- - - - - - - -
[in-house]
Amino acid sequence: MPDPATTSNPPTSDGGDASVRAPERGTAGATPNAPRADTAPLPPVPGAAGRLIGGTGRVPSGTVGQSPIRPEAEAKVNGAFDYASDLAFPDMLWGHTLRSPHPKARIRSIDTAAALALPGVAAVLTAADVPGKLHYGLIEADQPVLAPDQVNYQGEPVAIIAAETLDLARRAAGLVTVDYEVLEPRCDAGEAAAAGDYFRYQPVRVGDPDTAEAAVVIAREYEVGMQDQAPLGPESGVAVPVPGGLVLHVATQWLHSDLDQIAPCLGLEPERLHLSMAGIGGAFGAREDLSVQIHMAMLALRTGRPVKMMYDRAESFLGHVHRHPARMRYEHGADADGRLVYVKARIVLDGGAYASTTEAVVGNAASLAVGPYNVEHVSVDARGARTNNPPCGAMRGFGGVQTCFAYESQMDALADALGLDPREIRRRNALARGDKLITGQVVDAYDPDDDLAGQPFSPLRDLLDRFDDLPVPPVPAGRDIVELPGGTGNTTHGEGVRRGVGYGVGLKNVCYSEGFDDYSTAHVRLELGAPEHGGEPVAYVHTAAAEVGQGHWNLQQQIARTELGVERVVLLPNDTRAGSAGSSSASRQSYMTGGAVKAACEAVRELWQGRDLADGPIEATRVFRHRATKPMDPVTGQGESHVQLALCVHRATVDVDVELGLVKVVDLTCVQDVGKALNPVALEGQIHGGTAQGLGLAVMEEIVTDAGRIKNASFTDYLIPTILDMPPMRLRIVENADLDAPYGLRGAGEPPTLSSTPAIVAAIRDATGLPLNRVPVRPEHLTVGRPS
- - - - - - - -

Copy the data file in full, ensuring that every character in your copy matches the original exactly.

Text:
[in-house]
Amino acid sequence: MPDPATTSNPPTSDGGDASVRAPERGTAGATPNAPRADTAPLPPVPGAAGRLIGGTGRVPSGTVGQSPIRPEAEAKVNGAFDYASDLAFPDMLWGHTLRSPHPKARIRSIDTAAALALPGVAAVLTAADVPGKLHYGLIEADQPVLAPDQVNYQGEPVAIIAAETLDLARRAAGLVTVDYEVLEPRCDAGEAAAAGDYFRYQPVRVGDPDTAEAAVVIAREYEVGMQDQAPLGPESGVAVPVPGGLVLHVATQWLHSDLDQIAPCLGLEPERLHLSMAGIGGAFGAREDLSVQIHMAMLALRTGRPVKMMYDRAESFLGHVHRHPARMRYEHGADADGRLVYVKARIVLDGGAYASTTEAVVGNAASLAVGPYNVEHVSVDARGARTNNPPCGAMRGFGGVQTCFAYESQMDALADALGLDPREIRRRNALARGDKLITGQVVDAYDPDDDLAGQPFSPLRDLLDRFDDLPVPPVPAGRDIVELPGGTGNTTHGEGVRRGVGYGVGLKNVCYSEGFDDYSTAHVRLELGAPEHGGEPVAYVHTAAAEVGQGHWNLQQQIARTELGVERVVLLPNDTRAGSAGSSSASRQSYMTGGAVKAACEAVRELWQGRDLADGPIEATRVFRHRATKPMDPVTGQGESHVQLALCVHRATVDVDVELGLVKVVDLTCVQDVGKALNPVALEGQIHGGTAQGLGLAVMEEIVTDAGRIKNASFTDYLIPTILDMPPMRLRIVENADLDAPYGLRGAGEPPTLSSTPAIVAAIRDATGLPLNRVPVRPEHLTVGRPS